Unions: Dayton’s ‘jobs bill’ would strengthen state’s infrastructure and economy

capitolGov. Mark Dayton today proposed investing $1.4 billion in infrastructure improvements across Minnesota, including $82 million earmarked for projects in St. Paul.

The governor called the bonding proposal a “jobs bill” and, drawing on academic research, estimated it would create work for nearly 40,000 Minnesotans. [The calculation does not include an additional $600 million Dayton’s proposal would leverage in private, federal and local funds.]

The measure quickly drew support from two of the state’s top labor leaders.

Harry Melander, president of the Minnesota Building and Construction Trades Council, said he was “encouraged” by the $1.4 billion proposal.

“Gov. Dayton continues to build on his legacy of maintaining Minnesota’s infrastructure for generations to come,” Melander said. “It’s a legacy of not only maintaining our infrastructure, but also providing good, well-paying jobs for working people throughout our state.”

“Upgrading infrastructure is one of the smartest things state government can do for our economy,” Minnesota AFL-CIO President Bill McCarthy said. “The governor’s plan will put tens of thousands of Minnesotans to work in family sustaining jobs. When more people work, more people spend money, leading to a stronger economy.

“We urge lawmakers to take advantage of Minnesota’s strong fiscal standing to improve infrastructure and put even more people to work.”

The jobs bill would provide upgrades or repairs to bridges, rail crossings, water treatment facilities, higher-education facilities, wetlands and other assets across Minnesota.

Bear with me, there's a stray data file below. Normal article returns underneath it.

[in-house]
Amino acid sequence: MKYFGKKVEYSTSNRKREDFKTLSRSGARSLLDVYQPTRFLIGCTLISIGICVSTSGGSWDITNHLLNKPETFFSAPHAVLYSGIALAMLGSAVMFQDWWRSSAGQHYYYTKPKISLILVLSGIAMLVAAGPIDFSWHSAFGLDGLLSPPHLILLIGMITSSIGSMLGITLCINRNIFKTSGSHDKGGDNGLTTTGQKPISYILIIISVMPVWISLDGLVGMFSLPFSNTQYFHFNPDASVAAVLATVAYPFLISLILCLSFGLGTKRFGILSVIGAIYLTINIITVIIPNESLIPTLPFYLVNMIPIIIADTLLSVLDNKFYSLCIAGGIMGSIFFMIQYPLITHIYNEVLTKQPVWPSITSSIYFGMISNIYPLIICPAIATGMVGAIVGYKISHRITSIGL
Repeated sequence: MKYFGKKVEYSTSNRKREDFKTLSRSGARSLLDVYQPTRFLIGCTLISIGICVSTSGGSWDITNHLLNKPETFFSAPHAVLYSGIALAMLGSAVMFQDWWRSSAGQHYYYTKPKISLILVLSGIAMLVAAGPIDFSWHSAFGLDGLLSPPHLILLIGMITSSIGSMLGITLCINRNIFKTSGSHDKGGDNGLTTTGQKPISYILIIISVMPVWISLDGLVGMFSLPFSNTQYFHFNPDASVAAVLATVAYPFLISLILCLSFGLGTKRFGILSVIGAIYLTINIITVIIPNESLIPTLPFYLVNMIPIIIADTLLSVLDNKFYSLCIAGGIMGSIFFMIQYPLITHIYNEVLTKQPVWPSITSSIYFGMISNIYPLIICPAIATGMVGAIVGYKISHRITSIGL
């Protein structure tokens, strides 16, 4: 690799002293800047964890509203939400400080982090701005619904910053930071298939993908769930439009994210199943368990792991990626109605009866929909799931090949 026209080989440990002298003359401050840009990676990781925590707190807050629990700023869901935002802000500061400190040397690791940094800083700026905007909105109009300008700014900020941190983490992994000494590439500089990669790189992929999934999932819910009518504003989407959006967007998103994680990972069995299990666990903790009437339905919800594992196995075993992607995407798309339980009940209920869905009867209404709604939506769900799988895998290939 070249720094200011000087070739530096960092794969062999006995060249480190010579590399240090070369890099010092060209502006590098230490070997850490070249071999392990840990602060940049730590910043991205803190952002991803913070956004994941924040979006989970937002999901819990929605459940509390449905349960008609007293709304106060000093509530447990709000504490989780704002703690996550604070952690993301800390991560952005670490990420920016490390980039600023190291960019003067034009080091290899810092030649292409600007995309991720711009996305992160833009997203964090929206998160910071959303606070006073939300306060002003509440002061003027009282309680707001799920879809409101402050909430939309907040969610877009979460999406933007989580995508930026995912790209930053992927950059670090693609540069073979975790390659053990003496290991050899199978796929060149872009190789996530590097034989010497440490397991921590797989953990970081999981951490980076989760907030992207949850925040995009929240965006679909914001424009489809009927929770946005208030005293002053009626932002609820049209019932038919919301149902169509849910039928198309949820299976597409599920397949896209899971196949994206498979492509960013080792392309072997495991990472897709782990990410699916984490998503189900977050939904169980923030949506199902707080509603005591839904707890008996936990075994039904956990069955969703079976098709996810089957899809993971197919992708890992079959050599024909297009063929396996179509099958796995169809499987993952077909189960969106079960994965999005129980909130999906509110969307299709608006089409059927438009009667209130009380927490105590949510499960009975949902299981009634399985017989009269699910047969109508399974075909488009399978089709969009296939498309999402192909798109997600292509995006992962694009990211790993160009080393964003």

Locally, Dayton’s bill includes $42.9 million to rebuild the Kellogg Avenue Bridge, which is considered structurally deficient. The bridge connects downtown St. Paul with the city’s eastern neighborhoods and suburbs.

Also targeted for bonding funds are the seal and sea lions exhibit at Como Zoo ($14.5 million), the Dorothy Day ReVision project ($12 million) and improvements to the Minnesota Science Museum ($13 million).

“From transportation financing to economic development, the governor’s proposal reflects his commitment to ensuring a strong capital city – including critical investments in our transportation infrastructure and parks,” St. Paul Mayor Chris Coleman said. “We are very appreciative of the governor’s support.”

The jobs bill also would provide $34.4 million for the renovation of vacant facilities and a new visitor center at Historic Fort Snelling.

Legislators will weigh Dayton’s jobs bill when the 2015-16 session reconvenes March 8. Bonding bills require a three-fifths majority vote – 81 representatives and 41 senators – in order to pass.

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